Saturday, 18 March 2006

Tiger Lilly Love

2 people in white jackets and white straw hats come onto a large balck stage and twiddle with synths making musical sound while we watch the tops of their heads, since their faces are down to the deck. Large screen images don't enhance the music or catch the interest. This is music for movement. It feels very odd sitting silently watching when this is a much more kinetic feeling sound. Those making it seem rather disinterested in it and their audience who in all likelihood are here for the Tiger Lillies.

The sound of a cigarette lighter (the stroke and the flame) is similar to a motorbike's roar but on a synthetic level. Other sounds used were mic feedback, white noise and synthetic drips. Sort of decided you needed drugs to really get into this music. After half an hour that was that.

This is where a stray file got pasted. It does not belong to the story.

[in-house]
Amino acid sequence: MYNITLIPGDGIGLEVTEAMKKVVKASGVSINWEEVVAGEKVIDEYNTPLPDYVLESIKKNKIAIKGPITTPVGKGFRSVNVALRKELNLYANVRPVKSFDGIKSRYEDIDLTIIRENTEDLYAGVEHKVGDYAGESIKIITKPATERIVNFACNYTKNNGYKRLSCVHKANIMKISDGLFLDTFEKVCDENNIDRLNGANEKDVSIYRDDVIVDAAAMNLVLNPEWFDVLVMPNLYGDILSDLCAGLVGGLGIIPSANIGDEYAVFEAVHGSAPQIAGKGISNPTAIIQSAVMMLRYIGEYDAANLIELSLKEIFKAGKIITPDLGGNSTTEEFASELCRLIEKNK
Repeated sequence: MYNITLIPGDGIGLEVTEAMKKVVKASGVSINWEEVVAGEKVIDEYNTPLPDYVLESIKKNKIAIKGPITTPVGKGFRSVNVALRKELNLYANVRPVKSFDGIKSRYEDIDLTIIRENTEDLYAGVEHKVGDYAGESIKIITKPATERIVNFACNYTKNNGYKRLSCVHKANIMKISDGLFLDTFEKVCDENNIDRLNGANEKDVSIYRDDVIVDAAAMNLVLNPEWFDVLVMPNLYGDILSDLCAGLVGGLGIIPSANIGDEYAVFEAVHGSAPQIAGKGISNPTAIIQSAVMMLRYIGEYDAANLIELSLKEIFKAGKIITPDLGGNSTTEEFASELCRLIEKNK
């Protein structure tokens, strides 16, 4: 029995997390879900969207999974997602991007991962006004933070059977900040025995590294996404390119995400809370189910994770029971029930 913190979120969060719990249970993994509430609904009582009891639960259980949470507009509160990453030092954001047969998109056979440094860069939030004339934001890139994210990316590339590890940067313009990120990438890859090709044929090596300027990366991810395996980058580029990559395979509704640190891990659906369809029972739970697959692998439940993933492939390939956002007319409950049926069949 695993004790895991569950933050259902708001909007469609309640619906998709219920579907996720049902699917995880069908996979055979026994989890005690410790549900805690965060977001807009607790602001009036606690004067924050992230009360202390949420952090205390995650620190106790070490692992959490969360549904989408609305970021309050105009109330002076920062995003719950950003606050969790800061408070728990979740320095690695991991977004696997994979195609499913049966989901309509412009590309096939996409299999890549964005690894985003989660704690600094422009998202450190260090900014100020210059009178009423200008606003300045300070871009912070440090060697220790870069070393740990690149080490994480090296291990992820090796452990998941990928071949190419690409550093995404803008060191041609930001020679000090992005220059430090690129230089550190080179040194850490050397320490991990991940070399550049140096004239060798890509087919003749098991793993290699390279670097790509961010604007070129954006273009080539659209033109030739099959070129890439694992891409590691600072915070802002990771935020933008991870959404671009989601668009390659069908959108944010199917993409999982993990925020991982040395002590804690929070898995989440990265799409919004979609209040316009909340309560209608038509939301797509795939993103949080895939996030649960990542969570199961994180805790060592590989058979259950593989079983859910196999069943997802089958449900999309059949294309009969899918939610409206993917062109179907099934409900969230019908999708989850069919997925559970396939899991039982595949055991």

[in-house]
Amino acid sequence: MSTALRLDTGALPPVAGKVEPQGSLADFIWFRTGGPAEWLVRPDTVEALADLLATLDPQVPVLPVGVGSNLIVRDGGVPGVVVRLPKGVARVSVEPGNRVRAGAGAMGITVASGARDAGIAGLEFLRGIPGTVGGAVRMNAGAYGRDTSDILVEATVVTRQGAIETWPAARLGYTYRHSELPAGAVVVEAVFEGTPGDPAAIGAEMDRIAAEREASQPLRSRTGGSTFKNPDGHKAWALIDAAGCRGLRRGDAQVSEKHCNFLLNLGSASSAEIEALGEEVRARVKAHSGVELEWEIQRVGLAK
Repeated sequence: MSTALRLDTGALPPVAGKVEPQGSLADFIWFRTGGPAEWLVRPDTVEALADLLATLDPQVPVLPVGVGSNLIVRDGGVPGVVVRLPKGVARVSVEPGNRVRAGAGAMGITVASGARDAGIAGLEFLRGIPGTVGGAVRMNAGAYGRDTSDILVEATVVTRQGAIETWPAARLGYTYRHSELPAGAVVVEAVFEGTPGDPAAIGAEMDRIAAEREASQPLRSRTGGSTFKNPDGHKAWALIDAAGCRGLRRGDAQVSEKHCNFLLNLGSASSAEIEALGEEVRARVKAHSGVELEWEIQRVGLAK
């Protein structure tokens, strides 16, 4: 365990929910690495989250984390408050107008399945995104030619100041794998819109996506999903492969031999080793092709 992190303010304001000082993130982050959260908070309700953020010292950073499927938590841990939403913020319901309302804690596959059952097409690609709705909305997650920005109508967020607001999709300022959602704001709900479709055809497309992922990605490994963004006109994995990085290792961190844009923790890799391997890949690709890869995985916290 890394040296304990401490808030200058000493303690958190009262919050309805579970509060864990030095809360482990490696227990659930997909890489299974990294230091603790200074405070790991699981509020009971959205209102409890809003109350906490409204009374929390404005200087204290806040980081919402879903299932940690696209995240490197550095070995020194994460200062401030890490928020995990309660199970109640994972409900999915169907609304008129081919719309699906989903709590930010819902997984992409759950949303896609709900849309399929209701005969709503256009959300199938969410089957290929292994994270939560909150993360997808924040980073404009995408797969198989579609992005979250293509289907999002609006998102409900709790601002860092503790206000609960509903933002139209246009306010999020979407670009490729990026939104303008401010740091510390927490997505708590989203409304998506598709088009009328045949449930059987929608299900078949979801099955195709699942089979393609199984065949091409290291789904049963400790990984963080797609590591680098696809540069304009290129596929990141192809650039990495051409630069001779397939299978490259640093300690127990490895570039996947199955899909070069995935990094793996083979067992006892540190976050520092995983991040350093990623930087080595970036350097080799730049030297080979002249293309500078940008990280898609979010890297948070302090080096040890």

Its hard to watch the Tiger Lillies in a concert hall - their roots in the two-penny street opera and their early days in the Kings Head competing against the hubbub of a crowded bar and an audience who danced their own version of the waltz whilst drinking and screaming felt closer to the filth, debauchery and desperate-slum-ecstacy that the music evokes. Much harder to feel that in the comfort and quiet of the Queen Elizabeth Hall where the stage, lighting and conventions of the concert divide the musicians from the audience and decree that those listening sit still. However, Alexander Hacke's sound effects, horror voiceover and general demeanour worked very well against Martin's falsetto and the sound of the band. So while I miss the riotous early gigs its still a treat to see them.

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